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Let it happen - let your game develop naturally

Most children learn to walk before they can be told how to by their parents. Yet, children not only learn how to walk very well, but gain confidence in the natural learning process which operates within them. Mothers observe their children's efforts with love and interest, and if they are wise, without much interference.

If we could treat our tennis games as we do a child learning to walk, we would make more progress. When the child loses his balance and falls, the mother doesn't condemn him for being clumsy. She doesn't even feel bad about it, she simply notices the event and perhaps gives a word or gesture of encouragement. Consequently, a child's progress in learning to walk is never hindered by the idea that he is uncoordinated.

Why shouldn't a beginning player treat his backhand as a loving mother would her child? The trick is not to identify with the backhand. If you view an erratic backhand as a reflection of who you are, you will be upset. But you are not your backhand anymore than a parent is his child. If a mother identifies with every fall of her child and takes personal pride in his every success, her self-image will be as unstable as her child's balance. She finds stability when she realizes that she is not her child, and watches him with love and interest - but as a separate being.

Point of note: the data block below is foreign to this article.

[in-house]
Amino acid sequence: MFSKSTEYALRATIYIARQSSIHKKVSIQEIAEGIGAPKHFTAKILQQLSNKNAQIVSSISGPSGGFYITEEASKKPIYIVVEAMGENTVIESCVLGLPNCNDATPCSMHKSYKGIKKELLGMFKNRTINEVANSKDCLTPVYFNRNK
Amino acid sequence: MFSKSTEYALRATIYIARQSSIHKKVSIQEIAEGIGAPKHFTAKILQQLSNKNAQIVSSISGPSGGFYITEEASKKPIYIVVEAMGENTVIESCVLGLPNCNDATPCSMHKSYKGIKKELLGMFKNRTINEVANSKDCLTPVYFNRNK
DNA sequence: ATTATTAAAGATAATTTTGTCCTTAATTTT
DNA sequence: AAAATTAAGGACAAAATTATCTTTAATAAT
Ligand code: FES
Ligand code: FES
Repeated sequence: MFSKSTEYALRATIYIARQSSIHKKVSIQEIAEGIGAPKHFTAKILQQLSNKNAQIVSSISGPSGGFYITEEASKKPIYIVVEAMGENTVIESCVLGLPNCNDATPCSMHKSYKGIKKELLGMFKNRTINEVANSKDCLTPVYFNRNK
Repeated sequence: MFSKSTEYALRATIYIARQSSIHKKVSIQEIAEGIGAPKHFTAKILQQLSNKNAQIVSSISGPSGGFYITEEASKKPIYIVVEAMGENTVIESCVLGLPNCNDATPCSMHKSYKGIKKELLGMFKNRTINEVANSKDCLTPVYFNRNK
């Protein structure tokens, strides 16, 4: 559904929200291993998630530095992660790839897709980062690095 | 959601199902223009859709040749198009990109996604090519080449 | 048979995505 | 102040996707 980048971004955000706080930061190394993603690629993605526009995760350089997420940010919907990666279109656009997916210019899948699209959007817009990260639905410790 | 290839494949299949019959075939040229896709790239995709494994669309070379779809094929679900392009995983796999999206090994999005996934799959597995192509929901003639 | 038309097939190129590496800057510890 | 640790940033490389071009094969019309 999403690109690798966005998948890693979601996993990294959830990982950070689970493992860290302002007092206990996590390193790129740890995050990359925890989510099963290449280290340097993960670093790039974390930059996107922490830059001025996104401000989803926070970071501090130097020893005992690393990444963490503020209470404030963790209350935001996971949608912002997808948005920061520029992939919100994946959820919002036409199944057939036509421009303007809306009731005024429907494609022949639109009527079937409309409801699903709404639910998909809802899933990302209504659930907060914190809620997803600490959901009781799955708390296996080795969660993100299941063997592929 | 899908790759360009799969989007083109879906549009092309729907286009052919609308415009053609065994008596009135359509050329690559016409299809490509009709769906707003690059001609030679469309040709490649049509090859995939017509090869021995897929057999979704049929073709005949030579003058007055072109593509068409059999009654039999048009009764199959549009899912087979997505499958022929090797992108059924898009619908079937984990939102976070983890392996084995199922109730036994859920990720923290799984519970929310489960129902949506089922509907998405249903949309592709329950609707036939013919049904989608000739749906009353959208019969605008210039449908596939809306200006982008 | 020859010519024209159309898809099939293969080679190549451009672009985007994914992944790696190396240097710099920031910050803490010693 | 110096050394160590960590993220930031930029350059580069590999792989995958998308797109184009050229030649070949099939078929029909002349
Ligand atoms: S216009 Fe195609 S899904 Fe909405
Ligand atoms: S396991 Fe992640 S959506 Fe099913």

This same kind of detached interest is what is necessary to let your game develop naturally. Remember that you are not your tennis game. You are not your body. Trust the body to learn and to play, as you would trust another person to do a job, and in a short time it will perform beyond your expectations. Let the flower grow. Let it happen.

A picture is worth a thousand words. It learns by watching the actions of others, as well as by performing actions itself. Almost all tennis players have experienced playing over their heads after watching championship tennis on TV.

The benefits to your game come not from analyzing the strokes of top players, but from concentrating without thinking and simply letting yourself absorb the images before you. Then, the next time you play, you may find that certain important intangibles such as timing, anticipation and sense of confidence are greatly improved, all without conscious effort or control.